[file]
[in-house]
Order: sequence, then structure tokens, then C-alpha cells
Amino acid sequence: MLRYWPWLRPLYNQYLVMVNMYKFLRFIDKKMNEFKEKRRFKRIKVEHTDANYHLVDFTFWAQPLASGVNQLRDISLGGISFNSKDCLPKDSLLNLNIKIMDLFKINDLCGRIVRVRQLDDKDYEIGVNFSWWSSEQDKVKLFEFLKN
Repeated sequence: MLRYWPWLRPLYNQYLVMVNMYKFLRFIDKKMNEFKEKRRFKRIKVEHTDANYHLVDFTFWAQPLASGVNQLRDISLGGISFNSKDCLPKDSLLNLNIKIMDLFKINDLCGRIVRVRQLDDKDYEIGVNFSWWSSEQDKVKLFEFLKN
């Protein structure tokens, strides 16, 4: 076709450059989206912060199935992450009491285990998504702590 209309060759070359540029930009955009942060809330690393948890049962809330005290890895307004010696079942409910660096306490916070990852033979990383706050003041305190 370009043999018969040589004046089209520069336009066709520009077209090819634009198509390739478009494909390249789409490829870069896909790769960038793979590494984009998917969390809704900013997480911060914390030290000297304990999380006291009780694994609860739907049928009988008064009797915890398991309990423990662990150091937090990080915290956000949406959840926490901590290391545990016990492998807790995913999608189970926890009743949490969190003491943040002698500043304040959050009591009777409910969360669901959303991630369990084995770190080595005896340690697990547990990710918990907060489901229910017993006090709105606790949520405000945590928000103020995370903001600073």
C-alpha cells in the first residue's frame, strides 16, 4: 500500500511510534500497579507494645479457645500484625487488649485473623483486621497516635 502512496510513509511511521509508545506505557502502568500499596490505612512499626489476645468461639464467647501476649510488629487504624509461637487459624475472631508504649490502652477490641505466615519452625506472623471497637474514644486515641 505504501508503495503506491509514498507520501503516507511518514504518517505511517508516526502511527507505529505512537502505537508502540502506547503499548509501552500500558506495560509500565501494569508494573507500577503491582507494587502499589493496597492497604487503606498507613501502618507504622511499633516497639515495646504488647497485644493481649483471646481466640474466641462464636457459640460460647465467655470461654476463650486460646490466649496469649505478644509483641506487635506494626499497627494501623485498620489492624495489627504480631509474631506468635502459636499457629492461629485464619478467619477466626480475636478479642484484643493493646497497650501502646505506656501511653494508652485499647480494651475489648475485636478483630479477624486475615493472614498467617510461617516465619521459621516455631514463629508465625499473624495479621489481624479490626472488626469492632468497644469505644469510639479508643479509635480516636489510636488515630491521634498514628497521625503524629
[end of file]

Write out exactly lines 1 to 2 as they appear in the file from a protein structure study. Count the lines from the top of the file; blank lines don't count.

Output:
[in-house]
Order: sequence, then structure tokens, then C-alpha cells